Few bikes have the style or the speed of this Ducati 900SS-engined sportster. Fewer still come close to matching the wired-to-your-nervous-system feel of a torquey V-twin weighing just 370lb.This isn't the first conventionally suspended Bimota with a Ducati engine, of course. Its predecessor, the DB1, is quite some act to follow. Launched in 1986, when the Rimini firm was facing financial disaster, Federico Martini's masterpiece hid an aircooled 750cc V-twin motor behind all-enveloping bodywork. It was uncomfortable and not particularly fast, but it was beautiful and sold so well that it put Bimota on the road to recovery. And now, with the company on a sounder financial footing but with worldwide recession putting their exotic specials out of the reach of more riders than ever, enter the second model of the DB series.

The DB2 won't be cheap, you can be sure of that. But it will be much less expensive than models such as the Tesi and Furano. It is intended to sell in big numbers, at least by Bimota standards. The format is simple, and similar to that of the DB1. Take a suitably charismatic two-valve V-twin from Bologna, in this case the air/oilcooled motor from the 900SS. Resist the temptation to meddle with its internals but tune slightly, with airbox mods and a new exhaust system, to give a couple of extra horses and a peak output of 75bhp at 7000rpm.Bolt the engine into a ladder frame of chrome-molybdenum steel, similar to the standard Ducati trellis but with racier steering geometry. Equip with high-quality suspension parts - innovative Paioli forks, a multi-adjustable rear Öhlins unit - plus top-notch wheels, brakes and tyres. Complete the package with striking bodywork and meticulous detailing. For my money this bike doesn't quite match the sensational looks of the DB1.. Perhaps there's a little too much Yamaha in the front end, which uses a headlight obviously sourced from an FZR. I wasn't keen on the maroon colour-scheme, either, especially the way it clashed with the scarlet frame tubes.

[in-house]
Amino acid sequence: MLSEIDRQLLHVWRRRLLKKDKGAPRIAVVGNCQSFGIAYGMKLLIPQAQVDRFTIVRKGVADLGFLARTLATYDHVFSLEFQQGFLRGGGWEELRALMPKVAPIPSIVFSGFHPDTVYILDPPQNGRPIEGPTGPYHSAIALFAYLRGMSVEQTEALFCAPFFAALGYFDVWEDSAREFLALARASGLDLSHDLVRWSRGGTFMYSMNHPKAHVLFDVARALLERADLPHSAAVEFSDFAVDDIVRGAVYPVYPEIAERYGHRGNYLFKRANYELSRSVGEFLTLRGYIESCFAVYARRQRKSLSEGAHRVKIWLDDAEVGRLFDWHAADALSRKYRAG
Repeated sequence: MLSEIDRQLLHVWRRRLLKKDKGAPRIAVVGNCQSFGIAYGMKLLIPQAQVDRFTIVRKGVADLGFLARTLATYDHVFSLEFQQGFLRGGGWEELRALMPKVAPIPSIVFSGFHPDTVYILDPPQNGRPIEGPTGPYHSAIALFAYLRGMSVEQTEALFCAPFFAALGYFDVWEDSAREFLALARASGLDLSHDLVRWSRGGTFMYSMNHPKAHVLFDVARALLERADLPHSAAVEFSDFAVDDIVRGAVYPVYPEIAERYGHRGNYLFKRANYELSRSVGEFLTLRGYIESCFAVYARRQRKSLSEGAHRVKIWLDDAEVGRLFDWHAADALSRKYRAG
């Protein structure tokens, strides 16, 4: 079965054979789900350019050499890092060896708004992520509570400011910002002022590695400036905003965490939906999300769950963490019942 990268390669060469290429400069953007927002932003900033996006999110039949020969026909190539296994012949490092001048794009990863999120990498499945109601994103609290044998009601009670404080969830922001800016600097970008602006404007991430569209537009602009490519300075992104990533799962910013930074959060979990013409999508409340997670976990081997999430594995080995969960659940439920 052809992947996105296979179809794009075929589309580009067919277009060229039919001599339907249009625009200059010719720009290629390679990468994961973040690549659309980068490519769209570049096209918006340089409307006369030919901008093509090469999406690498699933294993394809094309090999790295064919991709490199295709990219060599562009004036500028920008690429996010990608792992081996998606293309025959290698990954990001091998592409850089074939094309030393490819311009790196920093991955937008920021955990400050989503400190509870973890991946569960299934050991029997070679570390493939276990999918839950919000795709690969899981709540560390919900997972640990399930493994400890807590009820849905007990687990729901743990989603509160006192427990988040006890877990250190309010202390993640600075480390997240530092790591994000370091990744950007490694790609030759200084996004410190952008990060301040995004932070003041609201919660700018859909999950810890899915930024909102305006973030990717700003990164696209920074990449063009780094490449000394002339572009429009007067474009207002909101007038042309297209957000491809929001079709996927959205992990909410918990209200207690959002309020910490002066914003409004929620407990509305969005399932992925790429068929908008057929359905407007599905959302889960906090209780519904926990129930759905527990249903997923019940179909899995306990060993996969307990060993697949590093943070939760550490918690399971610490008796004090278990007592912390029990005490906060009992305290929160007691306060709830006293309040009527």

But bright red paint will be an alternative, possibly with a dash of patriotic green, and this too is an exceptionally handsome motorcycle. Unusually it's the rear of the bodywork that is most dramatic, particularly the way in which the swoopy fibreglass tank-seat unit cuts away to reveal twin silencers exiting horizontally either side of the tailpiece.Exhaust system is a 2-into-1-into-2 that snakes up in front of the rear wheel, the twin pipes meeting briefly below the seat and then splitting again almost immediately. Chief engineer Pierluigi Marconi says the design makes no more noise than Ducati's system. It's certainly more original and stylish, although one drawback, as I discovered the hard way, is that it's easy to burn your hand on a hot silencer.